Perhaps there was one Grayson who had slightly more charitable feelings towards Australia: John Myers and Emma’s oldest daughter, Susanna, got married in Australia in 1882 and had a son, George James Burns, with her husband in 1882.  She did not sail back to England with her parents, brothers, and sisters, but instead lived the life of a true immigrant and settled in her adopted country.  I wonder if she ever saw her parents or siblings again?  The journey from Australia to England or England to Australia would have been quite a lengthy one to undertake for the purposes of just a visit.  Hopefully I’ll be able to find out more about Great Great Great Aunt Susanna and her family in the years to come when more family history resources appear online; she is, after all, my earliest (as far as I know!) Australian relative.  On the other hand, her parents and siblings (including my great-great grandmother, Lucy) are most certainly not Australians – but rather Brits who went on a grand adventure!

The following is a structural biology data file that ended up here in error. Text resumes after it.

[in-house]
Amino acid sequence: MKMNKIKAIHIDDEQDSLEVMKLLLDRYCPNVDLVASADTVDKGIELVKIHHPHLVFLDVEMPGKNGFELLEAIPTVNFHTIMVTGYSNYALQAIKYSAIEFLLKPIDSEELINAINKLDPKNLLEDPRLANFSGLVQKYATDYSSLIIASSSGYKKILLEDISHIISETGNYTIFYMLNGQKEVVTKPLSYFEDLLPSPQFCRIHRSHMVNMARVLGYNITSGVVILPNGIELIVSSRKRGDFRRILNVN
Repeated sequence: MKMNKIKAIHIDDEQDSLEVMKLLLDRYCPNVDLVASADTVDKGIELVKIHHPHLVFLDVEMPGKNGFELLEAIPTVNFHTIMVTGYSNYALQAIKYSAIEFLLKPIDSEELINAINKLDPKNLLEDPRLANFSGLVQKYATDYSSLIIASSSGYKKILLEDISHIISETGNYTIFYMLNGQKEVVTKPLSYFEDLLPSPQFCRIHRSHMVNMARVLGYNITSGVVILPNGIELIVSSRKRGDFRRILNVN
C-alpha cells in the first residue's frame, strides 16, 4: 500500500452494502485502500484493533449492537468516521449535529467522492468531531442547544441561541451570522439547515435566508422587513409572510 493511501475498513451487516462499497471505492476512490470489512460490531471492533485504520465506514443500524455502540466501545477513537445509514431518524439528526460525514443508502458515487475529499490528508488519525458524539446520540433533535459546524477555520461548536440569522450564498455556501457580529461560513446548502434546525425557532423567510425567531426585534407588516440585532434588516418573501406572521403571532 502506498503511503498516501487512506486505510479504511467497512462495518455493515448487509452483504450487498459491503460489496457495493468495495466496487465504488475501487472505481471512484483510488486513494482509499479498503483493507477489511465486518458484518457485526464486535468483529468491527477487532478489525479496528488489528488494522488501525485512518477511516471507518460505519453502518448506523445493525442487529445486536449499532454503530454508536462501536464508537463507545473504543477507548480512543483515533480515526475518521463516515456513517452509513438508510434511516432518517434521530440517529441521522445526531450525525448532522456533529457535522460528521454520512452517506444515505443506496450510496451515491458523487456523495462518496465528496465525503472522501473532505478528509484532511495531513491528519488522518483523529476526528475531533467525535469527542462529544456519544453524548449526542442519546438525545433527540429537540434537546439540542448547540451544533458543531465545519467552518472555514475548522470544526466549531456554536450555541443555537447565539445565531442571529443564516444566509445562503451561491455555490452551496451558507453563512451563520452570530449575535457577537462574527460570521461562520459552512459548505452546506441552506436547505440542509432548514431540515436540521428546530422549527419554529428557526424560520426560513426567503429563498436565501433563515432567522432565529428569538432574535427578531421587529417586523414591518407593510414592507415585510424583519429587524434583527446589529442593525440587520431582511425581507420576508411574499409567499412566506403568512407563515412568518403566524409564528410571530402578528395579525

Northallerton Views

On Facebook, I was lucky enough to come across a great page called Northallerton Views.  It’s basically a place where people can go to post old and new photos of Northallerton.  For any of you with ties to Northallerton, I encourage you to take a peek at that site every once in a while.  It’s fascinating to see photos of ancestors and familiar places pop up on there.  For this post, I thought I’d share a few of my favorite Northallerton Views finds with you.

First up, let’s start with one taken just down the street from 11 Springwell Terrace.  Looks like quite the flood!


Willow Beck Flood, Springwell Lane (Posted by Caroline Baker)